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Veteran cricket umpire interrogated

A sixty-seven year-old cricket umpire became the focus of an intense investigation when he claimed he could milk cats.

Larry Tugg's problems started when his sister Betty Tugg, 64, asked him to entertain Mrs. Edith Drabb, a little-liked disabled pensioner and part-time cosmetics saleswoman.

"Mrs. Drabb dropped by to collect her Avon catalogue while Betty was busy fixing my bicycle horn," said Tugg.

"She insisted on waiting and asked me to make her a cup of tea. The problem was we were running low on milk and I was saving what little we had for our cat Julie. Rather than explain all this I just said I was a vegan and didn't believe in milk.

Edith Drabb celebrates the birthday of Slobodan Milosevic in 1999.

"Edith wasn't buying it. She bulldozed her way to the fridge, opened the door, pointed to a near empty pint bottle, and screeched: 'what's that then?'"

Having found himself backed into a corner the umpire decided it was time to come clean:

"My exact words were: 'you can't drink that, it's my cat's milk.'"

Unfortunately Mrs. Drabb, 81, took this to mean that the umpire had been extracting and bottling milk from Julie.

Tugg accepts it was an easy mistake for someone with moderate learning difficulties to make but he is less forgiving of Mrs. Drabb's decision to report the matter to cash-strapped animal rescue centre Yelp.

"She claims to have mistaken me for a teat obsessed cat paedophile but it is all too convenient an excuse," explained Tugg.

"Fact is she was annoyed that I wouldn't give her a cup of tea. Telling the animal fuzz I'd been fondling a young animal's private parts was her way of getting back at me."

"For many years and up until quite recently, Betty would keep a close eye on me during the night to prevent this sort of thing from happening. I guess we just got lazy."

The strain of being under investigation took its toll and Tugg panicked when Yelp inspectors caught him in what appeared to be a compromising situation during a dawn raid on his house.

"I was fast asleep in my rocking chair when Betty let them in," recalled Tugg.

"Unbeknown to me a cat had been sleeping on my head all night and this is how they found me. It was a strange cat that I had never seen before - or ever since. I guess a lot of things go on at night that you are unaware of.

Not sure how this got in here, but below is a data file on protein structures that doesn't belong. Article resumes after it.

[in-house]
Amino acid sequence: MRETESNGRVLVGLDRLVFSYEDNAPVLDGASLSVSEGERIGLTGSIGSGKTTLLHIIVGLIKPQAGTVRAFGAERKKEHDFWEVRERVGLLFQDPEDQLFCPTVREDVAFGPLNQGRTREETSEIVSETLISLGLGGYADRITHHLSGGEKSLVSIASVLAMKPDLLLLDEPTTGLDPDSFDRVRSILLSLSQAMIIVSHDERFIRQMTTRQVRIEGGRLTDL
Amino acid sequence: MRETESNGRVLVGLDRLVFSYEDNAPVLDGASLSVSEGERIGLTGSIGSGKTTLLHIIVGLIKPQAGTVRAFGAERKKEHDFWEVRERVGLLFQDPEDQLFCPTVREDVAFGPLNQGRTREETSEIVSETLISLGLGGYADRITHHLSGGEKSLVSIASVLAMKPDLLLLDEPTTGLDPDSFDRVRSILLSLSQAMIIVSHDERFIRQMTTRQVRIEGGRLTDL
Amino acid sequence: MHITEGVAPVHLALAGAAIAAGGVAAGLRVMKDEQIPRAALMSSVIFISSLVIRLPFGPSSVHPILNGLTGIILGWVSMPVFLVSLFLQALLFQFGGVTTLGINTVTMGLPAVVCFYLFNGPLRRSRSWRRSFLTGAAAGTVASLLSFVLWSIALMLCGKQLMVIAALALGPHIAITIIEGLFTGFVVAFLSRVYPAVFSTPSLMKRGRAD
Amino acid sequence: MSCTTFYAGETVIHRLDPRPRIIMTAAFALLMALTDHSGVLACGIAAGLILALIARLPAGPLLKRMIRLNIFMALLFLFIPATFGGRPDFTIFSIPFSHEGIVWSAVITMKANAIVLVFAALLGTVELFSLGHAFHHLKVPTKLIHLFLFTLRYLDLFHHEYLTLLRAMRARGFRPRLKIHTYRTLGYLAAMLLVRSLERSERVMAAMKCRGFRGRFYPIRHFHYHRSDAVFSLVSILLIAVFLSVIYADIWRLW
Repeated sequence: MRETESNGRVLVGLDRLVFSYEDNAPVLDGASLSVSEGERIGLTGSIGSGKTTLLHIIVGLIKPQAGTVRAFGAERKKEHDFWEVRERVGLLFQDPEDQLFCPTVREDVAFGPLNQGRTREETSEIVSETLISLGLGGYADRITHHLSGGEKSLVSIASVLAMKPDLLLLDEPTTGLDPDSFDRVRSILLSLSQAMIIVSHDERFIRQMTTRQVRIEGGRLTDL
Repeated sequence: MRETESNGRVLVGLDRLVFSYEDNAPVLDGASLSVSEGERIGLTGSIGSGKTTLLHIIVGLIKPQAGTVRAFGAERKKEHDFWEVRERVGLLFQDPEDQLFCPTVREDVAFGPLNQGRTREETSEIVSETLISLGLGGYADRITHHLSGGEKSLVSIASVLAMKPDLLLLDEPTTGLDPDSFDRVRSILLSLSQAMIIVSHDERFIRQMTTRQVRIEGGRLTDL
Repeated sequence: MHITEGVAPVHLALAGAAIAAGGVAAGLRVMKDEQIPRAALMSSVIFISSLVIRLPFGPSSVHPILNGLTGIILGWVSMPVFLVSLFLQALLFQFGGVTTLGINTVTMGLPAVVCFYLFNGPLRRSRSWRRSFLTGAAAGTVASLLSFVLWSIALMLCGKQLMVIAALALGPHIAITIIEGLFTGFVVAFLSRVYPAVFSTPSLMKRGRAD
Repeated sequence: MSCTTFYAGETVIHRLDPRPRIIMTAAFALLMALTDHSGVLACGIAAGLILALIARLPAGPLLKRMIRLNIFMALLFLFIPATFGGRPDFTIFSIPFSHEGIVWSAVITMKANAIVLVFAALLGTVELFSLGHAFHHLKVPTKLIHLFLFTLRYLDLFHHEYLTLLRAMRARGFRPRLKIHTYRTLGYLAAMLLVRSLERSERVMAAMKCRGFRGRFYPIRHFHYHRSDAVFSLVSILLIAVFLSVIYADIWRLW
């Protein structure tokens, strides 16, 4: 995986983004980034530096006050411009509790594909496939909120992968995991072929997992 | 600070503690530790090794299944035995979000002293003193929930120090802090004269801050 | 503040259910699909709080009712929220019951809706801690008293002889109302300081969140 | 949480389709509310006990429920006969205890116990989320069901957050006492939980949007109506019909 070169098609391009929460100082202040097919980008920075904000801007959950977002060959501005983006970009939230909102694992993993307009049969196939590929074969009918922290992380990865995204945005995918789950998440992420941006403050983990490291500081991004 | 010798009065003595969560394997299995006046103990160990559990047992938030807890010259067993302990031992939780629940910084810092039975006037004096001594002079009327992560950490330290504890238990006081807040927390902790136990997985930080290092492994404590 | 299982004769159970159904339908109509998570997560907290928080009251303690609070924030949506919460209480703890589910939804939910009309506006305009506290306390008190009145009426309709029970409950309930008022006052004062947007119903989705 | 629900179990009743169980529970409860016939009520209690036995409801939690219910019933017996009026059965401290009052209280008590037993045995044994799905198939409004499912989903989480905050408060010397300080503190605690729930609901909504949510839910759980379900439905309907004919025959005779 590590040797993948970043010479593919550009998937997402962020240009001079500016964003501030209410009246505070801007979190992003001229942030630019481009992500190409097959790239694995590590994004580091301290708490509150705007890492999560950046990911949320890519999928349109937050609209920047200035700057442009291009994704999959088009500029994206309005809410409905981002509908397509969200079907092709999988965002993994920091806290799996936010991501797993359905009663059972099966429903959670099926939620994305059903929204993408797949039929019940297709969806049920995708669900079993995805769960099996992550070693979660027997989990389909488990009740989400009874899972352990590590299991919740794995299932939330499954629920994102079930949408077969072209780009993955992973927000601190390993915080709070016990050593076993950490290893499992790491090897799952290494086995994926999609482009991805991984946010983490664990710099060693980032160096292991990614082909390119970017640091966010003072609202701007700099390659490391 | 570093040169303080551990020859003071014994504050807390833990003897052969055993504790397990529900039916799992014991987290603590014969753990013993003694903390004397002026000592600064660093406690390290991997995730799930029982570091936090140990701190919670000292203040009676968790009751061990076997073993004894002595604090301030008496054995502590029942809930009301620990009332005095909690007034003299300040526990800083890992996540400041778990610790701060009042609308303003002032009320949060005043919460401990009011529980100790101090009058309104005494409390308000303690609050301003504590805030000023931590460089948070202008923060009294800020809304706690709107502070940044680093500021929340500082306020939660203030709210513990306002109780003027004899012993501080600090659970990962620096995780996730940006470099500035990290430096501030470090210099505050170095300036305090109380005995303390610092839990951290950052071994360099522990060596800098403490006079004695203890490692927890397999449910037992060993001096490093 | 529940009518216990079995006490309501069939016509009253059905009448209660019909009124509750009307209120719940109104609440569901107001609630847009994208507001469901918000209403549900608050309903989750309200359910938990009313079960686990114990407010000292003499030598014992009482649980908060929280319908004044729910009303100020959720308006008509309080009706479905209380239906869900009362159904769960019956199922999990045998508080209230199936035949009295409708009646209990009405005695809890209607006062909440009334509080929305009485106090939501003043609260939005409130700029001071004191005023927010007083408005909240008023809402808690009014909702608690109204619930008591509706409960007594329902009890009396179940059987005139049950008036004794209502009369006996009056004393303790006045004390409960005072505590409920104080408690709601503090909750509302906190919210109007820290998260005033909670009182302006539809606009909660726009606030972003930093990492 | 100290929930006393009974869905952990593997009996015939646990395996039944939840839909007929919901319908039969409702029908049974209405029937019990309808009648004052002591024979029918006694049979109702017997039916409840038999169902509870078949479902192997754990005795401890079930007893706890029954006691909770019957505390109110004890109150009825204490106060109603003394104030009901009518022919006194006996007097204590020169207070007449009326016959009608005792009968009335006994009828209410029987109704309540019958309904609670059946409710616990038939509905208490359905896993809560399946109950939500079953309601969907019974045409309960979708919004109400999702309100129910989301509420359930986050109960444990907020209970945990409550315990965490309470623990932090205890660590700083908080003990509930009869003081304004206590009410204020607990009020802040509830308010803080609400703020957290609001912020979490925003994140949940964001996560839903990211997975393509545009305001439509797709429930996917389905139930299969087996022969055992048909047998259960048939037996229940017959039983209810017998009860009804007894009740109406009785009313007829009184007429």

"It all looked rather incriminating so I thought I'd tell them what they wanted to hear. I said I'd been up all night milking her and a few of her friends."

Mr. Tugg assumed he was at the centre of a scandal that would destroy his good standing as a dependable regional cricket umpire.

He would soon discover that his fears were unfounded as moral concerns mattered little to his unexpected visitors.

"I thought they were going to punish me but they just wanted me to show them how to do it," claimed Tugg.

Mrs. Tugg: "My toughest assignment was in Korea. On one occasion I had to milk a vole whilst locked in a tea-chest with my hands tied behind my back."

"The vet in charge of the investigation said he'd been trying to find a way to milk cats for years. He claimed that the lives of thousands of orphaned kittens would be saved each year if I taught him what I knew."

Tugg was taken to Yelp headquarters for questioning. Unable to help he admitted to his earlier deceit but his interrogators were far from convinced.

"They believed they were on the verge of making an important scientific breakthrough and would not listen to reason," said Tugg.

"They started passing me mother cats, pregnant cats, even cats wearing dresses with makeup on. They were trying to break me and saying things like 'just one squirt and you're free to go.'

"I was told they could hold me for as long as they wanted and if I wanted a drink I'd have to take care of things myself."

Betty Tugg remained at her brother's side throughout the ordeal and as an ex-services nurse is no stranger to escaping tight situations.

"You learn to be resourceful in the military," boasted Mrs. Tugg.

"I milked a mouse at gunpoint in Borneo so milking a Manx for an appreciative vet was a breeze."

Back at home and with time to think, Larry Tugg questions the sincerity of Yelp scientists.

"I am not convinced it is all about saving kittens," shrugs Tugg. "My guess is that they are looking to save money by teaching cats to feed themselves.

"Watching that poor Manx drink its own milk was one of the sorriest sights I have ever seen."